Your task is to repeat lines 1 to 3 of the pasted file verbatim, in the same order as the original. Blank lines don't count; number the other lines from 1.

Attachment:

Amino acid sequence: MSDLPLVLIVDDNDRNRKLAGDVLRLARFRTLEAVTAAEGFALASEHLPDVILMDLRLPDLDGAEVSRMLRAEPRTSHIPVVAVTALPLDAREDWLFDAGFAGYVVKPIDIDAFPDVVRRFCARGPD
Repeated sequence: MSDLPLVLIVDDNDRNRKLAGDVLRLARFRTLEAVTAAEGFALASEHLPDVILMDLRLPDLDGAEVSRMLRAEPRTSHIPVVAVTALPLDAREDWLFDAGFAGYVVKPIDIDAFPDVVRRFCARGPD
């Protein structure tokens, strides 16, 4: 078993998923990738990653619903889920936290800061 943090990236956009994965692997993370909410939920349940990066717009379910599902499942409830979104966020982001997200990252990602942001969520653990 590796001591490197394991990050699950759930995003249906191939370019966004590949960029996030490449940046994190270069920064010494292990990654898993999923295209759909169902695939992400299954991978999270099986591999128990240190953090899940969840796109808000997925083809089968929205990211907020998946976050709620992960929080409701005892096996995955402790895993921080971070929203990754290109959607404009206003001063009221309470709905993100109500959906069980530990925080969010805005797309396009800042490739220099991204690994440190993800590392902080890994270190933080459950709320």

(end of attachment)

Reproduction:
Amino acid sequence: MSDLPLVLIVDDNDRNRKLAGDVLRLARFRTLEAVTAAEGFALASEHLPDVILMDLRLPDLDGAEVSRMLRAEPRTSHIPVVAVTALPLDAREDWLFDAGFAGYVVKPIDIDAFPDVVRRFCARGPD
Repeated sequence: MSDLPLVLIVDDNDRNRKLAGDVLRLARFRTLEAVTAAEGFALASEHLPDVILMDLRLPDLDGAEVSRMLRAEPRTSHIPVVAVTALPLDAREDWLFDAGFAGYVVKPIDIDAFPDVVRRFCARGPD
């Protein structure tokens, strides 16, 4: 078993998923990738990653619903889920936290800061 943090990236956009994965692997993370909410939920349940990066717009379910599902499942409830979104966020982001997200990252990602942001969520653990 590796001591490197394991990050699950759930995003249906191939370019966004590949960029996030490449940046994190270069920064010494292990990654898993999923295209759909169902695939992400299954991978999270099986591999128990240190953090899940969840796109808000997925083809089968929205990211907020998946976050709620992960929080409701005892096996995955402790895993921080971070929203990754290109959607404009206003001063009221309470709905993100109500959906069980530990925080969010805005797309396009800042490739220099991204690994440190993800590392902080890994270190933080459950709320």